Articles by Dan Parent
The security industry as we all understand it today is due for a much-needed paradigm shift. The solutions that security dealers and integrators are installing and deploying today have advanced considerably and for many, those systems do an excellent job safeguarding the homes and small businesses of their customers. However, all of those installed solutions have one inherent flaw: traditional fire alarms and security systems are only reactive in nature. By reactive, we mean that although today’s fire alarm and security systems are excellent at informing customers of a harmful or damaging event, such as a fire or perhaps a flood that is in progress, they are very poor at predicting when trouble is about to strike. Analytics predict damaging or fatal events Knowledge that an event such as a flood is currently taking place within a small business or a home is an incredibly powerful and valuable piece of information. In the case of flooding, the ability to detect and shut off a water leak within the first 30 minutes is capable of reducing damage costs by up to 90 percent. However, imagine if, for example, you were alerted of a drop in a building’s temperature coupled with a low outdoor wind chill before a pipe burst and caused a flood? You would then be able to investigate the issue and take measures to stop the flood from occurring. Today’s technology advancements make this possible and are why the security industry should be shifting from reactive to preventative security solutions for their customers. Today’s fire alarm and security systems are very poor at predicting when trouble is about to strike Systems that can predict damaging or fatal events — such as carbon monoxide build-up, mould damage or flooding and even fires — may sound like science fiction but they exist and they are possible today through the power of predictive analytics. Put simply, predictive analytics is the use of data, statistical analysis, and machine learning techniques to identify the probability of future outcomes based on historical data. To better understand the current state of the security industry and where it needs to evolve, we need to break down how predictive analytics play into that shift in layman security dealer and integrator terms. Dangers of binary data messengers In their most basic form, many of the standard devices and solutions security dealers install every day are “binary” data messengers. A door/window sensor, for example, understands two data points — “open” and “closed” — and communicates that status to the overall system, which may ignore the message unless the system is armed. While a smoke/CO detector may appear to be a more complicated example, within fire alarm and security systems it behaves in the same way the door/window sensor example does by communicating “smoke/CO detected” or “no smoke/CO detected” back to the overall system. In our current industry state, systems monitor for dichotomies: open/closed, locked/unlocked, motion/stillness, smoke or CO detected/no smoke or CO detected, and water/no water detected. While the ability to detect these status changes is important, monitoring for a change in two data points is the current limitation of today’s fire alarm and security systems, and the reason why we need the additional layer of predictive analytics to move the industry forward. Rather than relying on a system consisting of binary data messengers that only communicate two data points, a better solution is a system of data collectors and messengers that can constantly measure an environment, store that information and establish baselines and patterns. A system using predictive analytics can alert a building manager, property owner or other professional to the change in status that might indicate a future fire, flood, or CO leak The ability for a system featuring predictive analytics to identify the likelihood of future outcome (i.e., potential flood or fire) relies on that system’s ability to supply historical data from multiple sources. As common sensors that security dealers install regularly continue to advance, standalone devices are getting better at measuring several data points. For example, a single PIR motion sensor may also be capable of measuring sound, lux levels, temperature, and humidity, making that single sensor a very data-rich device that can then process and provide more useful information. Anticipating future incidents With predictive analytics, the more data points the algorithm has access to, the more sophisticated the system becomes, and the better it is at predicting future outcomes. By learning what’s “normal” within an installed environment via the data provided by the wireless sensors that connect to the system, cloud-based predictive analytics engines can understand when critical environmental factors and patterns are out of their traditional threshold. The system can then alert a building manager, property owner or other professional to the change in status that might indicate a future fire, flood, or CO leak. For example, in UL research testing with smouldering fires, one such system accurately anticipated and warned users of a fire 18 minutes before any smoke alarms sounded. Predictive analytics algorithms can understand patterns in order to make more educated decisionsand predictions Understanding predictive analytics and familiarity with the in-market solutions that leverage that emerging technology can help security dealers and integrators prevent damage to their client’s businesses or homes via preventative alert notifications, while at the same time augmenting their own business and bottom line. Because these types of solutions rely on the same data and information collected by traditional devices and sensors within the security industry, integrators can choose to install a system with a predictive analytics engine as the base system, or choose to augment their existing installations with a predictive system to add early-warning capabilities. Educated decisions for preventative security To a degree, many dealers are already familiar with the concept of predictive analytics and understand the benefit it can provide to an installation. We’ve already seen one-off devices — take the Nest thermostat for example — that learn what they can about their environment and then make simple decisions on their own to impact their surroundings. Similarly, a flood, smoke, or CO sensor that utilises predictive analytics learns its normal environment and sends detailed alerts when there are any abnormal changes in temperature, moisture, or air quality. What makes emerging technologies such as predictive analytics, deep learning, machine learning and artificial intelligence the future of many industries, including security, is the algorithms’ ability to constantly aggregate multiple data points and data types, understand patterns among them, and make more educated decisions and predictions. As the sensors and devices security dealers regularly install continue to get smaller, less expensive, and more integrated, we enter an era where we have more data available to us than ever before on our connected environments. With all the data points available today, why not take advantage of systems that provide powerful algorithms to process, learn and act on that information? Security dealers who recognise we’re on the cusp of a turning point within the industry and shift from offering reactive to preventative security solutions are the ones who will continue to thrive as the industry evolves.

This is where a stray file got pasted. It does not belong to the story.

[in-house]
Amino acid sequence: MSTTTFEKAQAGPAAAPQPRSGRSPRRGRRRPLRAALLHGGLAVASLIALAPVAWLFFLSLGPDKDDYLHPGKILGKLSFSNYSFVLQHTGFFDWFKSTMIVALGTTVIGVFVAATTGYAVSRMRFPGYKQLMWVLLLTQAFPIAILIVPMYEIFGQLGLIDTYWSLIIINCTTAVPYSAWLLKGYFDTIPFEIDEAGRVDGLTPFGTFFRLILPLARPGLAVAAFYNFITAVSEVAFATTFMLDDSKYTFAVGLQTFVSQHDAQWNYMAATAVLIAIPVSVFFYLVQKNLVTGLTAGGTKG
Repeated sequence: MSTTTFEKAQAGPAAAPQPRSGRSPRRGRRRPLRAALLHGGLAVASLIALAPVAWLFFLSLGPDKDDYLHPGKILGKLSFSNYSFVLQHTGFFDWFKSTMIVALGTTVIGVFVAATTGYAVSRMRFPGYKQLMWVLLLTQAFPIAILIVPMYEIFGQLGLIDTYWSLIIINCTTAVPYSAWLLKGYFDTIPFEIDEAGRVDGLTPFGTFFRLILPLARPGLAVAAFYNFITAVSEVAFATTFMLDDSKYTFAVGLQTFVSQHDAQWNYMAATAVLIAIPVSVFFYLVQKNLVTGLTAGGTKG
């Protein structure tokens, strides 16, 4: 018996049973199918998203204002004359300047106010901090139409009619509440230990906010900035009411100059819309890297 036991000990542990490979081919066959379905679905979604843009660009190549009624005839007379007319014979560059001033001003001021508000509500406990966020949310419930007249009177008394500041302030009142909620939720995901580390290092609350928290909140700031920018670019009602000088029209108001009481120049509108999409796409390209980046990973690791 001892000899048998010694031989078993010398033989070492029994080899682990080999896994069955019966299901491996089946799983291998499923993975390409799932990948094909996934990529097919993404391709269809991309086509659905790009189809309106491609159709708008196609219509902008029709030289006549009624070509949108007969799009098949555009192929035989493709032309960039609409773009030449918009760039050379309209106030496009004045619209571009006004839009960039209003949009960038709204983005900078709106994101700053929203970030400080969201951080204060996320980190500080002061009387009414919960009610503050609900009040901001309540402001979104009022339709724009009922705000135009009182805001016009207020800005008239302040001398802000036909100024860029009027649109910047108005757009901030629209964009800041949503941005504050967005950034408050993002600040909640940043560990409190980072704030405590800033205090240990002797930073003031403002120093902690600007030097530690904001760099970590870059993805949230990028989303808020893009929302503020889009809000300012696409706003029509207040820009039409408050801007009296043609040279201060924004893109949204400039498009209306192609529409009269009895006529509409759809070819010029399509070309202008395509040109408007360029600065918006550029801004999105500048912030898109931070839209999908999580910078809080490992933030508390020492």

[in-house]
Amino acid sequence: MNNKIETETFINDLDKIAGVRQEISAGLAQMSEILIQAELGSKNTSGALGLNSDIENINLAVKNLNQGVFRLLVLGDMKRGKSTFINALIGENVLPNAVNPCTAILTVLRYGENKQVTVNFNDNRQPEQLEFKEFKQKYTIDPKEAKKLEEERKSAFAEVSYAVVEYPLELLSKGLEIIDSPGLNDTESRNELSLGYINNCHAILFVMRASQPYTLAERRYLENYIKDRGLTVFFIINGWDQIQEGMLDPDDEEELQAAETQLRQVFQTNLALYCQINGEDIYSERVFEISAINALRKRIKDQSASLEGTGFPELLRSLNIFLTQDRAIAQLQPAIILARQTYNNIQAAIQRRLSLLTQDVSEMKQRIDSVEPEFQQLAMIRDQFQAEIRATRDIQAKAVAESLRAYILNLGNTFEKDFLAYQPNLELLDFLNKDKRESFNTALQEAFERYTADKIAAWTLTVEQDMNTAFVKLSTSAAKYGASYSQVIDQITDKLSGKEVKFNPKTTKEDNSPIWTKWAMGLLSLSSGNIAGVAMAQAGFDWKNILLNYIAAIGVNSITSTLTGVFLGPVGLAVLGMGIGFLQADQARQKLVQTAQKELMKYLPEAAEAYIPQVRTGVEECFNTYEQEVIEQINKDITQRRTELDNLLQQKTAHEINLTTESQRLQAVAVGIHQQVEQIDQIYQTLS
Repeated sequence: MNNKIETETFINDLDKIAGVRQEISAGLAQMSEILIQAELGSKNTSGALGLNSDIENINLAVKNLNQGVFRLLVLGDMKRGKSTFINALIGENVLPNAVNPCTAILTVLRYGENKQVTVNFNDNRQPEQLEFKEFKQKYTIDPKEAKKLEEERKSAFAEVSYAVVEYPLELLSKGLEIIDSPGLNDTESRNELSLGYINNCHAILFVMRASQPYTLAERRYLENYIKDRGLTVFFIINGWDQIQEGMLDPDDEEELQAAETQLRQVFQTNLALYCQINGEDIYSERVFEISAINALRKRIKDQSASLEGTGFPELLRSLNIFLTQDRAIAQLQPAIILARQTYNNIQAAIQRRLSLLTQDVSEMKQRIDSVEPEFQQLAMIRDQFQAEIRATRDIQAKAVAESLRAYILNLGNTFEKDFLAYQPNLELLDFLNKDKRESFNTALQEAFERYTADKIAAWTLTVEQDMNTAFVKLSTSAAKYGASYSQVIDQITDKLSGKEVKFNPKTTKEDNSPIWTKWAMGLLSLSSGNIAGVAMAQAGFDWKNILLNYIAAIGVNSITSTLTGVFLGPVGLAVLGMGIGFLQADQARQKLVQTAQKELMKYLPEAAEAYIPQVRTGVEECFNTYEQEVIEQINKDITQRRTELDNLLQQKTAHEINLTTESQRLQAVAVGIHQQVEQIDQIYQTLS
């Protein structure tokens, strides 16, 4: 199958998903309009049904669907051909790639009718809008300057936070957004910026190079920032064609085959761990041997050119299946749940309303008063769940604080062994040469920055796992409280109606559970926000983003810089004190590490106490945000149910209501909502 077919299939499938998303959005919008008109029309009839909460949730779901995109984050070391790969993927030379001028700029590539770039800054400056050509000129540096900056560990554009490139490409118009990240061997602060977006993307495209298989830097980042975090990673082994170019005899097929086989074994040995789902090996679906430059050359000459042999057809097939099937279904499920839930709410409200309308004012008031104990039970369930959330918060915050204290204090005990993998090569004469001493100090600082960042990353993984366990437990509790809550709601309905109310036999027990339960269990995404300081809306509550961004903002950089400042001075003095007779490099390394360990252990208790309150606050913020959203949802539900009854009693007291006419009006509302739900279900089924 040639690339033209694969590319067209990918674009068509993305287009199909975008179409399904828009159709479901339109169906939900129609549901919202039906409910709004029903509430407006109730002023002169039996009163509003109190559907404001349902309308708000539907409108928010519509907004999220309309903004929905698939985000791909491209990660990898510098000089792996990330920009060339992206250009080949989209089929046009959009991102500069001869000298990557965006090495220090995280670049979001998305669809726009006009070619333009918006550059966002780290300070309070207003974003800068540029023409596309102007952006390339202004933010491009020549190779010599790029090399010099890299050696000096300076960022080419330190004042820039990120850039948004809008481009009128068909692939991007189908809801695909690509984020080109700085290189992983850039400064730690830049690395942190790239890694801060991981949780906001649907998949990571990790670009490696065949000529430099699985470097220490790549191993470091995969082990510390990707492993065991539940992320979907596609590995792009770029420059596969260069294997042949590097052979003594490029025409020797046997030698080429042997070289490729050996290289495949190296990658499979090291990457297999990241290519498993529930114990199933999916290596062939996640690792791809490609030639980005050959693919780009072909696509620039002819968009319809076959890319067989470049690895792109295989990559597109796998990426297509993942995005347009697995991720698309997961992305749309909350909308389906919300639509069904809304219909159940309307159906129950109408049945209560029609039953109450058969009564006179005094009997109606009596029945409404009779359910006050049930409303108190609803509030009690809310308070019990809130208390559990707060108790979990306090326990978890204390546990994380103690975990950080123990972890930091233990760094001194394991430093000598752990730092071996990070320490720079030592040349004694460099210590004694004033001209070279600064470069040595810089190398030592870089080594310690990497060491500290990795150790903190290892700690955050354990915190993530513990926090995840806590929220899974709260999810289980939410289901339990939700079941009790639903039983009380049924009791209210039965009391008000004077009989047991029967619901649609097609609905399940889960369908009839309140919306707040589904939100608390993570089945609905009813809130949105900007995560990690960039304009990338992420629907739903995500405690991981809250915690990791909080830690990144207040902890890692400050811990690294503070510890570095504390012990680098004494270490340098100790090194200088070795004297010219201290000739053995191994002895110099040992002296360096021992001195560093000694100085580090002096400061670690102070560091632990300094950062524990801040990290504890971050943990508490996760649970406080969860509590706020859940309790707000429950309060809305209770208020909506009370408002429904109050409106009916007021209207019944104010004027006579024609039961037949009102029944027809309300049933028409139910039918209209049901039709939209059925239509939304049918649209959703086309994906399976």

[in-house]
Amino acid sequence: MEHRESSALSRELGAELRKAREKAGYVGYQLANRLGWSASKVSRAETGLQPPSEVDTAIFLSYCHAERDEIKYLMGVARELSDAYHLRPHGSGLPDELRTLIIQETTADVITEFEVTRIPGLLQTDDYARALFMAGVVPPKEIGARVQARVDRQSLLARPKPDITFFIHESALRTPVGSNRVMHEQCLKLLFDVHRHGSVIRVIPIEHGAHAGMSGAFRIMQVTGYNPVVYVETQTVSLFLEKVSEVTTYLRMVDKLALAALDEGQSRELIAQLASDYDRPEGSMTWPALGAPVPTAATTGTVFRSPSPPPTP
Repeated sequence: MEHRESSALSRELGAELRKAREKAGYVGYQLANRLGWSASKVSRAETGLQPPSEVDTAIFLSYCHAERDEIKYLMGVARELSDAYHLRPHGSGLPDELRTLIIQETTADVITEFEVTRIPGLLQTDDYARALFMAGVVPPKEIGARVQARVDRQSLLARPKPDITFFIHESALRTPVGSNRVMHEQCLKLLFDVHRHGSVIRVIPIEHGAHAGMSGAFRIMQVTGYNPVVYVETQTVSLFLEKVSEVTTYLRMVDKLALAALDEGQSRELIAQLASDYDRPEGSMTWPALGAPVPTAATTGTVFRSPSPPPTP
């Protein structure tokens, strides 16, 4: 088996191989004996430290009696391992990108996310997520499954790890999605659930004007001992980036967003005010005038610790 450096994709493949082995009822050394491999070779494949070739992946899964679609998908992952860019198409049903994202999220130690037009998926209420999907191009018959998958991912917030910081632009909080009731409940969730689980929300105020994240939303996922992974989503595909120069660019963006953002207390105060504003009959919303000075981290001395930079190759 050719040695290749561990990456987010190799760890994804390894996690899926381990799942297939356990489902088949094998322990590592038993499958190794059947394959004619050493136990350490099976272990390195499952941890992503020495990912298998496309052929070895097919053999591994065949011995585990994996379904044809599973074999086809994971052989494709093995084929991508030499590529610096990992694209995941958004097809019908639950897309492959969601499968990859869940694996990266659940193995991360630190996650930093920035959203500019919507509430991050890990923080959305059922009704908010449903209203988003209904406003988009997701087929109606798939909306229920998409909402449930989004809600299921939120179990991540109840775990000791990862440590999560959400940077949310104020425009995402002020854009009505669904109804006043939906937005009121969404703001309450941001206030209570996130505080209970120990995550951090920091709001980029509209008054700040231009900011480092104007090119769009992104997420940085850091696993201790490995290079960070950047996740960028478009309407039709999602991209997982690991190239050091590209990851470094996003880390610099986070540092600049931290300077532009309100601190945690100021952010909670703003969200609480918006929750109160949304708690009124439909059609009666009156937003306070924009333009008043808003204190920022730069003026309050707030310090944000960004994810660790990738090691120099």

National Presto Industries, Inc. has announced that its wholly owned subsidiary, OETA, Inc., has purchased substantially all the assets of OneEvent Technologies, Inc., a Mount Horeb, Wisconsin, company established in 2014 by co-founders Kurt Wedig and Dan Parent. OneEvent was created to empower the protection of lives and property and has created a modern safety solution which protects buildings, homes, assets and occupants. Analytics and cloud-based solutions OneEvent’s cloud-based learning and analytics engine utilises a series of sensing devices integrated with a cellular gateway. Sensors measure a variety of environmental data including smoke, temperature, carbon monoxide, humidity, water, motion and more. This smart technology learns what is normal for a building or home and transmits alerts about potential risks through its app to a cell phone or other device. OneEvent’s Internet of things (IOT) technology also enables users to benefit from the robust volume of data collected In addition to its risk alert capabilities, OneEvent’s Internet of things (IOT) technology also enables users to benefit from the robust volume of data collected. OneEvent’s proprietary analytics and artificial intelligence can empower users to organise and analyse the data in innovative ways to enhance business intelligence and in turn, efficiency. No other environmental monitoring system provides this level of analysis, benefit and value. Technology integration “OneEvent Technologies is a welcome addition to the National Presto corporate family, offering innovative technology to allow people the best opportunity to protect what is important to them,” stated Douglas Frederick, COO of National Presto Industries, Inc. Kurt Wedig, President, OneEvent Technologies, said, “Becoming part of a National Presto Industries’ subsidiary will provide us with additional resources to help us reach new and valuable markets to enhance the safety of our customers. There are numerous synergies and integration opportunities for OneEvent that we look forward to developing. Ultimately, this acquisition will strengthen our ability to fulfill our brand promise to predict, alert and prevent.” The company plans to maintain offices, warehouse, and research and development facilities in Mount Horeb, Wisconsin. National Presto Industries, Inc. operates in two business segments. The housewares/small appliance segment designs and sells small household appliances and pressure cookers under the PRESTO brand name. Rusoh Eliminator fire extinguisher It also designs and markets the first self-service fire extinguisher: the Rusoh Eliminator fire extinguisher It also designs and markets the first self-service fire extinguisher: the Rusoh Eliminator fire extinguisher. The segment is recognised as an innovator of new products. The Defense segment manufactures two varieties of products, including medium caliber training and tactical ammunition, energetic ordnance items, fuses, and cartridge cases. This release contains “forward looking statements” made pursuant to the safe harbor provision of the Private Securities Litigation Reform Act of 1995 that are subject to certain risks and uncertainties, as well as assumptions, that could cause actual results to differ materially from historical results and those presently anticipated or projected. In addition to the factors discussed above, other important risk factors are delineated in the company’s various SEC filings.